Book Review: Latest Readings
by Clive James
Yale University Press: 2015
In reading what is probably the last book of essays we will ever receive from the hand of Clive James, I could hardly help comparing it to another book recently published by the same press. Alberto Manguel’s Curiosity, like James’s Latest Readings, is written by a man who has staked the worth of his life on literature and who owes at least a part of his eminence to essay writing. Manguel tells an anecdote about reciting passages from his favorite books in a hospital room after he has suffered a stroke. And the whole premise of Clive James’s book is that he has leukemia, so that what he is reading now he knows to be the last books he will ever read. Both essay collections, in other words, are about the value of literature in the face of death.
But Curiosity and Latest Readings could not be more opposite in style or in the impression they made on me. Curiosity tries to bind a fundamentally digressive hodgepodge of essays into the pretense of a monograph, while Latest Readings confesses immediately to its author’s inability to tame the whims that still guide him, even at the verge: “[Samuel] Johnson, who often convicted himself of indolence, might possibly have approved my plan for the organization of this volume: there isn’t one.” And yet Latest Readings proves to be a draught of perfectly distilled Clive James, a writer who need not fear formlessness because his personality and moral outlook shine through anything he chooses to say. Curiosity looks back, like a man walking in the library which has come to constitute his soul, while Latest Readings looks forward, like a man whose soul – and library – won’t stop growing.
Clive’s family installs him, after his diagnosis, in a house in Cambridge. He settles there with his library to die. Despite dignified resolutions about the futility of book-buying in his condition, he discovers Hugh’s bookstall just down the road.
Hugh doesn’t say much, but those in the know tell me that he scores all this mouthwatering stuff at car boot sales. I suppose that the original owners of the books have died off, and their families have put the books back into the economy in the simplest way possible. As I was scheduled to die off myself, even if I did not precisely know when, it was madness to start making small piles of books on Hugh’s stall that I wanted to take home. But the madness was divine. Even if I already had the book, he might have a handier edition; and often they were titles that I had once owned but lost along the way; and most often of all they were books that I had never owned before but now realized I ought to possess. Somewhere in there was an itching sense of duty. The childish urge to understand everything doesn’t necessarily fade when the time approaches for you to do the most adult thing of all: vanish.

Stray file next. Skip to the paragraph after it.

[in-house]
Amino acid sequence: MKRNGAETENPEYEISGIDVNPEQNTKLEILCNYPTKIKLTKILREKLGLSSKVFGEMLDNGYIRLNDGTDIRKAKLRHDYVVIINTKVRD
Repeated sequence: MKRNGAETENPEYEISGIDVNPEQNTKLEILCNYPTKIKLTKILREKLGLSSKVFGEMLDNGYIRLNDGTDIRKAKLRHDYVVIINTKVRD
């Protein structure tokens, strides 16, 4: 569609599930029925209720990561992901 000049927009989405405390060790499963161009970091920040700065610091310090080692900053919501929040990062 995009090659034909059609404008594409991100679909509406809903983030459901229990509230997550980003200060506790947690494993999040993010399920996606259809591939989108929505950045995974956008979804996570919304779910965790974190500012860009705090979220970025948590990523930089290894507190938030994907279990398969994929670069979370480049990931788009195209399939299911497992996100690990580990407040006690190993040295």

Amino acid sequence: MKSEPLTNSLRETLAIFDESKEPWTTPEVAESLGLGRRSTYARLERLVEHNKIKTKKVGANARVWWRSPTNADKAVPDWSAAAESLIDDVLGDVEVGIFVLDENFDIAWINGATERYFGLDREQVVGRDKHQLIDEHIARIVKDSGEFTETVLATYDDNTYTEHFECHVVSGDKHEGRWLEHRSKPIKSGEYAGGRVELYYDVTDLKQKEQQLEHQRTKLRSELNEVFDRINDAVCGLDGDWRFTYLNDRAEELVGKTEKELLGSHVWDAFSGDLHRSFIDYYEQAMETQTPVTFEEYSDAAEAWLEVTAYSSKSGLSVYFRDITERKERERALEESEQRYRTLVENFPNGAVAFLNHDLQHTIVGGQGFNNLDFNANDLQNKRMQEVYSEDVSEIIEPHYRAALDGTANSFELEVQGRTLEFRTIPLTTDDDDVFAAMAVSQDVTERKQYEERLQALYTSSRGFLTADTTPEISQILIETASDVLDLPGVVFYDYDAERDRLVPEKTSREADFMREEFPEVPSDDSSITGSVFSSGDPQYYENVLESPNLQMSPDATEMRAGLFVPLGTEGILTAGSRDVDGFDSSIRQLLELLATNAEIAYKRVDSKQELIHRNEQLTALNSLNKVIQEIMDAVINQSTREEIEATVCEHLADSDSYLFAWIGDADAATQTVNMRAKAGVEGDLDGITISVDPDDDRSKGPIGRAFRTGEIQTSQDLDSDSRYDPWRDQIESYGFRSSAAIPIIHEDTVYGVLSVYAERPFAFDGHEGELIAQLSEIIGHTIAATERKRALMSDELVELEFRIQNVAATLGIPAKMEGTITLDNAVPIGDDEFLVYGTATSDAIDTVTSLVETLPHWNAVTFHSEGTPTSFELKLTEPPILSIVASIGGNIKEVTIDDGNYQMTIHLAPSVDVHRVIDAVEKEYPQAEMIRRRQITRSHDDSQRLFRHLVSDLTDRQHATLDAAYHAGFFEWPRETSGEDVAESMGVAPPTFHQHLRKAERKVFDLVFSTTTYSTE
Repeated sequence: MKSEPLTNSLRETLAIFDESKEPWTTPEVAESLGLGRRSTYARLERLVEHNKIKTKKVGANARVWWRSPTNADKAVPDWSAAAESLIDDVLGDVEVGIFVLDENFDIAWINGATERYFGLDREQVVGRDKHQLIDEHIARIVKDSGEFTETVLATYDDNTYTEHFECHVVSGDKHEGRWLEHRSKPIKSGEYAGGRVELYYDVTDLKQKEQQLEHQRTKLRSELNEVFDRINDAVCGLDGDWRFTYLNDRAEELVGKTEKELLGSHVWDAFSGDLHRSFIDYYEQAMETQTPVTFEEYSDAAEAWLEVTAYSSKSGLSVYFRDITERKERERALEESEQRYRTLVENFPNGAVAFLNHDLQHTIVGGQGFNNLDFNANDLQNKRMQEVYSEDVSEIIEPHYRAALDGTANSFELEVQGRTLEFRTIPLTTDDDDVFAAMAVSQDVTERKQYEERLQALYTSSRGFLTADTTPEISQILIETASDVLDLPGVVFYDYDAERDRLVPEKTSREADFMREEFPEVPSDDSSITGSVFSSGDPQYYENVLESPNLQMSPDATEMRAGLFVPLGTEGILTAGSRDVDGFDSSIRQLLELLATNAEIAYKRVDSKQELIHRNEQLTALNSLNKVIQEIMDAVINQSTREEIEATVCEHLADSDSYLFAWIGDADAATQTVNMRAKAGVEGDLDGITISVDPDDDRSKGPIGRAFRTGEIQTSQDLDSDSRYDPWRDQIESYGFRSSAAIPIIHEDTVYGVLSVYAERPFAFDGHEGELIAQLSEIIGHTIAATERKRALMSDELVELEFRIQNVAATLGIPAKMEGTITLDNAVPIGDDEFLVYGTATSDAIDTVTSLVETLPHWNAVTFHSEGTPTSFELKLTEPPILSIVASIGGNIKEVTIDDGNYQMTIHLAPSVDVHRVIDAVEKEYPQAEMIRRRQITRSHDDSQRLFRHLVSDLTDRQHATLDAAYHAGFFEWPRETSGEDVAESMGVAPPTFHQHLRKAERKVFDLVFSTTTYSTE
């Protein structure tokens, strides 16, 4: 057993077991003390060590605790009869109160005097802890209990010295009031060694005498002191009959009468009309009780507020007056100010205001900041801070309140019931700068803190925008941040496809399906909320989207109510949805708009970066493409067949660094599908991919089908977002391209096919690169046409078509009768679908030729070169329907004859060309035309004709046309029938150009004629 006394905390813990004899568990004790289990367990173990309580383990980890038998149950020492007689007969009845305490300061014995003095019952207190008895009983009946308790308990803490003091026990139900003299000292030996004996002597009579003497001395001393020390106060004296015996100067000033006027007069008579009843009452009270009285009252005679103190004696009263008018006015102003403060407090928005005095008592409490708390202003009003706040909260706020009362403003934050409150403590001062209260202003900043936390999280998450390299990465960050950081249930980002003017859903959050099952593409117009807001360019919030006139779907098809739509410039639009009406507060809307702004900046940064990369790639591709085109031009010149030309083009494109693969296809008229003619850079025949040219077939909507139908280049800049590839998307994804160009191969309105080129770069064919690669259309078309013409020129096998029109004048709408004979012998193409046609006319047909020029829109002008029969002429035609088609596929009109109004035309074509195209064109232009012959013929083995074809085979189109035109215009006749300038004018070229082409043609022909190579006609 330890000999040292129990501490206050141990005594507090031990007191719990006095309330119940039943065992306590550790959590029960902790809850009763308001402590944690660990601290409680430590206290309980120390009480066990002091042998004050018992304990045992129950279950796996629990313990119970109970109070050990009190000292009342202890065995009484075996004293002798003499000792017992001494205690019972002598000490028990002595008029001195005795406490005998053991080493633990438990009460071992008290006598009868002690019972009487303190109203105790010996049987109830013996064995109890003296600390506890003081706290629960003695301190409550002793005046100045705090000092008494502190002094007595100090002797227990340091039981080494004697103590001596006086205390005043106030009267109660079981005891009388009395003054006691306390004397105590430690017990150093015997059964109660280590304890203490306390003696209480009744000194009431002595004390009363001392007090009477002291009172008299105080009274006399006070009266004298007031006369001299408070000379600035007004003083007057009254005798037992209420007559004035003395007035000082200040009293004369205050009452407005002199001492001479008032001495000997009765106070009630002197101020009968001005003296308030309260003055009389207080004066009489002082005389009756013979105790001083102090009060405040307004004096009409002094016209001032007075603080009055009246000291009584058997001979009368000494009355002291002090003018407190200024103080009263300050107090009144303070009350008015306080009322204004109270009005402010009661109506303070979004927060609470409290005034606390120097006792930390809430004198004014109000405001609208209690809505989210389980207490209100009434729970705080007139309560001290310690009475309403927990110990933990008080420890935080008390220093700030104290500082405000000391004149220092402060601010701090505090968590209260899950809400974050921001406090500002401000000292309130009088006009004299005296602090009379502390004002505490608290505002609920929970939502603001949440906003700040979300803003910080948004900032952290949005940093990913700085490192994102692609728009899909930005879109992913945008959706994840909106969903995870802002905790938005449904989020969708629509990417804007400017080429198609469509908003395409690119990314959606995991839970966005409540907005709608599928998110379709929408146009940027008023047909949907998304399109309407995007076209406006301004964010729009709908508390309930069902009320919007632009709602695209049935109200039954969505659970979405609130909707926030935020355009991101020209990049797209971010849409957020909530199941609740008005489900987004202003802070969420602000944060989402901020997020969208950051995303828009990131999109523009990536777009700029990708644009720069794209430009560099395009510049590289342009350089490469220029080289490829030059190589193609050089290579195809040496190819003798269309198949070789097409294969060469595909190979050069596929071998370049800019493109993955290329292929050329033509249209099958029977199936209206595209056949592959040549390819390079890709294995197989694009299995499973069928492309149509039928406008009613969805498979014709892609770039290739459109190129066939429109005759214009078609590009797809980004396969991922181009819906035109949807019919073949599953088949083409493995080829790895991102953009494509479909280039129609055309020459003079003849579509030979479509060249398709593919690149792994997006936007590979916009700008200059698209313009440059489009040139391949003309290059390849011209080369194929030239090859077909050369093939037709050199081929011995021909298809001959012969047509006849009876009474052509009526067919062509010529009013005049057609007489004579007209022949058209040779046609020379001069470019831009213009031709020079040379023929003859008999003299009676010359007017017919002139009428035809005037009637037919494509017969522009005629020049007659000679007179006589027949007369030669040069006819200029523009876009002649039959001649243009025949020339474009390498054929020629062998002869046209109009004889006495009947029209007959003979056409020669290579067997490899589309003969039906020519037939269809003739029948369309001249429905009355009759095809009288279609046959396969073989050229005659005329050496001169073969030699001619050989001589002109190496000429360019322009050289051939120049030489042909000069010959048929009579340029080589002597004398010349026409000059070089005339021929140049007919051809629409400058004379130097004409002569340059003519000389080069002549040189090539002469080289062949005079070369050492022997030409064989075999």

The title, the setting, and above all the squinting grin of an obviously declining James, who is pictured on the cover, might lead you to expect the book to emphasize this reading-in-the-face-of-oblivion type of thing, to succumb to the gimmick of capitalizing on the drama of death. But it doesn’t. Instead, each very short chapter is intensely specific and simply written, with aphorisms of a prophetic cast emerging only as if by accident, like seashells beached by an unselfconscious wave. If anything, James takes himself less seriously than in prior collections. Beside Latest Readings, even James’s magnum opus, Cultural Amnesia, hardly a snooty tome, seems a little pretentious.
Had I been tasked to give this book a name, I would have called it And Another Thing, because most of the chapters seem like the addenda of an enthusiast, the anecdotes you get from a raconteur when you’re stuck with him in a doorway somewhere, waiting for a cloudburst to pass.
We find a chapter about incorrect illustrations for war journalism:
In my own time as a writer-narrator of television documentaries, few of the young researchers could understand why I got so exercised about footage of the wrong plane dropping bombs on the wrong place. Just as long as it was a plane and it was dropping bombs on something, they protested, it fitted my narrative.
We find chapters touching upon preoccupations familiar to his faithful readers, such as slightly new angles on the monsters of WWII: on Albert Speer’s secret diary – “all his books are good for your German, but I am not at all sure they are good for your soul” – on Hitler’s interest in the arts – “he had the con-man’s knack of making himself seem profoundly steeped in any subject just by the fluency with which he could learn a list of facts and reel them off to the susceptible ear.”
But the best chapters are undoubtedly about James’s newest preoccupations:
My elder daughter should take some of the credit, or blame, for getting me started reading again as if there might be a tomorrow, when I was ready to settle down on my deathbed and read nothing but the Bible. She had all of Patrick O’Brian’s Jack Aubrey novels in her house and urged me to try the first one.
He finds himself devouring all twenty volumes of the series. He also discovers the trilogies of Olivia Manning, and, quite appalled by his own belated passion for novel sequences, finds himself rereading the whole set of A Dance to the Music of Time by Anthony Powell.
“The critic,” James observes at one point, “should write to say, not ‘look how much I’ve read,’ but ‘look at this, it’s wonderful.’” If that’s correct, then in this slight, unassuming, humorous final missive, he has more than lived up to his vocation.